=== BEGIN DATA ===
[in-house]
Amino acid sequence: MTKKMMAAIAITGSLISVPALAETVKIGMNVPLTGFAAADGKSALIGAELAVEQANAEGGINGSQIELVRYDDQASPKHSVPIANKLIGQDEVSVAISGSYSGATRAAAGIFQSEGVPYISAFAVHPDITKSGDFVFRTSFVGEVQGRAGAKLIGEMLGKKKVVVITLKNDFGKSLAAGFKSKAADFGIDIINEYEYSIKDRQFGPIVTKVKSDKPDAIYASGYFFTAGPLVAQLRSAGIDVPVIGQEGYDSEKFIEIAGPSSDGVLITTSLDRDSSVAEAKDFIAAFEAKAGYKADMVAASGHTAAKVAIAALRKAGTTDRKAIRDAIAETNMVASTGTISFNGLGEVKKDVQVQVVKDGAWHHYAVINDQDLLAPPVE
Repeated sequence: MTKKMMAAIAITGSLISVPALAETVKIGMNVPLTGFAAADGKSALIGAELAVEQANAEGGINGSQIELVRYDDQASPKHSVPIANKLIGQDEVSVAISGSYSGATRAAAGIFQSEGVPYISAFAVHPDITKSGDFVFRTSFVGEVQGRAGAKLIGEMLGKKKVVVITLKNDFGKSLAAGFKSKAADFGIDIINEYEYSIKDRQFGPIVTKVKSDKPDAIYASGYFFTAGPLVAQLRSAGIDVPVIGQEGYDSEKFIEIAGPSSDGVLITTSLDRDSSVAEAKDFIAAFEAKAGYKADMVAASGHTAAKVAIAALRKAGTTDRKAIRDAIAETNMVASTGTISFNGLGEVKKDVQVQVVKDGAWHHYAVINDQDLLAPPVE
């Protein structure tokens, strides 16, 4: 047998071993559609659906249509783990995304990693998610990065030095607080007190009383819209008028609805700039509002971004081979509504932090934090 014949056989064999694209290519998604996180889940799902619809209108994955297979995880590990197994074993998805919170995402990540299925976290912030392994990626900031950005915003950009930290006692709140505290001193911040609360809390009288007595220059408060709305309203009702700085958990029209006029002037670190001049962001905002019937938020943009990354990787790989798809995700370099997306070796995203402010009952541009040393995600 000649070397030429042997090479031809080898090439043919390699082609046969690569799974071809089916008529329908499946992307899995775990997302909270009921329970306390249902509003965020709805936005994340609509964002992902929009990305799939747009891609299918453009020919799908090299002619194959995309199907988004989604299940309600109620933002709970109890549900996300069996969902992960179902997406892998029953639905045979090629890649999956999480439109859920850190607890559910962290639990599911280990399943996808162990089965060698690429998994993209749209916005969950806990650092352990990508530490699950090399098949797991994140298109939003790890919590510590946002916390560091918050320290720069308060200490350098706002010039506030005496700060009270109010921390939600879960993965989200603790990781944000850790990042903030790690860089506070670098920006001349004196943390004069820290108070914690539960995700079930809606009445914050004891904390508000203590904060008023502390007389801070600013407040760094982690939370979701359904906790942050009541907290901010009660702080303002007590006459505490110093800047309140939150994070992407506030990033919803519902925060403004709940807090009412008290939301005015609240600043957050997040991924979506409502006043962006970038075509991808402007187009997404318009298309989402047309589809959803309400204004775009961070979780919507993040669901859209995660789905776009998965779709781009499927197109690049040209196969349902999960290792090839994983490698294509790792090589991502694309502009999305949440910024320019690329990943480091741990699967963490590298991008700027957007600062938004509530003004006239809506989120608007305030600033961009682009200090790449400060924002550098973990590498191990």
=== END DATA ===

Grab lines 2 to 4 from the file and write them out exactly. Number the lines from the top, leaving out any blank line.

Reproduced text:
Amino acid sequence: MTKKMMAAIAITGSLISVPALAETVKIGMNVPLTGFAAADGKSALIGAELAVEQANAEGGINGSQIELVRYDDQASPKHSVPIANKLIGQDEVSVAISGSYSGATRAAAGIFQSEGVPYISAFAVHPDITKSGDFVFRTSFVGEVQGRAGAKLIGEMLGKKKVVVITLKNDFGKSLAAGFKSKAADFGIDIINEYEYSIKDRQFGPIVTKVKSDKPDAIYASGYFFTAGPLVAQLRSAGIDVPVIGQEGYDSEKFIEIAGPSSDGVLITTSLDRDSSVAEAKDFIAAFEAKAGYKADMVAASGHTAAKVAIAALRKAGTTDRKAIRDAIAETNMVASTGTISFNGLGEVKKDVQVQVVKDGAWHHYAVINDQDLLAPPVE
Repeated sequence: MTKKMMAAIAITGSLISVPALAETVKIGMNVPLTGFAAADGKSALIGAELAVEQANAEGGINGSQIELVRYDDQASPKHSVPIANKLIGQDEVSVAISGSYSGATRAAAGIFQSEGVPYISAFAVHPDITKSGDFVFRTSFVGEVQGRAGAKLIGEMLGKKKVVVITLKNDFGKSLAAGFKSKAADFGIDIINEYEYSIKDRQFGPIVTKVKSDKPDAIYASGYFFTAGPLVAQLRSAGIDVPVIGQEGYDSEKFIEIAGPSSDGVLITTSLDRDSSVAEAKDFIAAFEAKAGYKADMVAASGHTAAKVAIAALRKAGTTDRKAIRDAIAETNMVASTGTISFNGLGEVKKDVQVQVVKDGAWHHYAVINDQDLLAPPVE
């Protein structure tokens, strides 16, 4: 047998071993559609659906249509783990995304990693998610990065030095607080007190009383819209008028609805700039509002971004081979509504932090934090 014949056989064999694209290519998604996180889940799902619809209108994955297979995880590990197994074993998805919170995402990540299925976290912030392994990626900031950005915003950009930290006692709140505290001193911040609360809390009288007595220059408060709305309203009702700085958990029209006029002037670190001049962001905002019937938020943009990354990787790989798809995700370099997306070796995203402010009952541009040393995600 000649070397030429042997090479031809080898090439043919390699082609046969690569799974071809089916008529329908499946992307899995775990997302909270009921329970306390249902509003965020709805936005994340609509964002992902929009990305799939747009891609299918453009020919799908090299002619194959995309199907988004989604299940309600109620933002709970109890549900996300069996969902992960179902997406892998029953639905045979090629890649999956999480439109859920850190607890559910962290639990599911280990399943996808162990089965060698690429998994993209749209916005969950806990650092352990990508530490699950090399098949797991994140298109939003790890919590510590946002916390560091918050320290720069308060200490350098706002010039506030005496700060009270109010921390939600879960993965989200603790990781944000850790990042903030790690860089506070670098920006001349004196943390004069820290108070914690539960995700079930809606009445914050004891904390508000203590904060008023502390007389801070600013407040760094982690939370979701359904906790942050009541907290901010009660702080303002007590006459505490110093800047309140939150994070992407506030990033919803519902925060403004709940807090009412008290939301005015609240600043957050997040991924979506409502006043962006970038075509991808402007187009997404318009298309989402047309589809959803309400204004775009961070979780919507993040669901859209995660789905776009998965779709781009499927197109690049040209196969349902999960290792090839994983490698294509790792090589991502694309502009999305949440910024320019690329990943480091741990699967963490590298991008700027957007600062938004509530003004006239809506989120608007305030600033961009682009200090790449400060924002550098973990590498191990």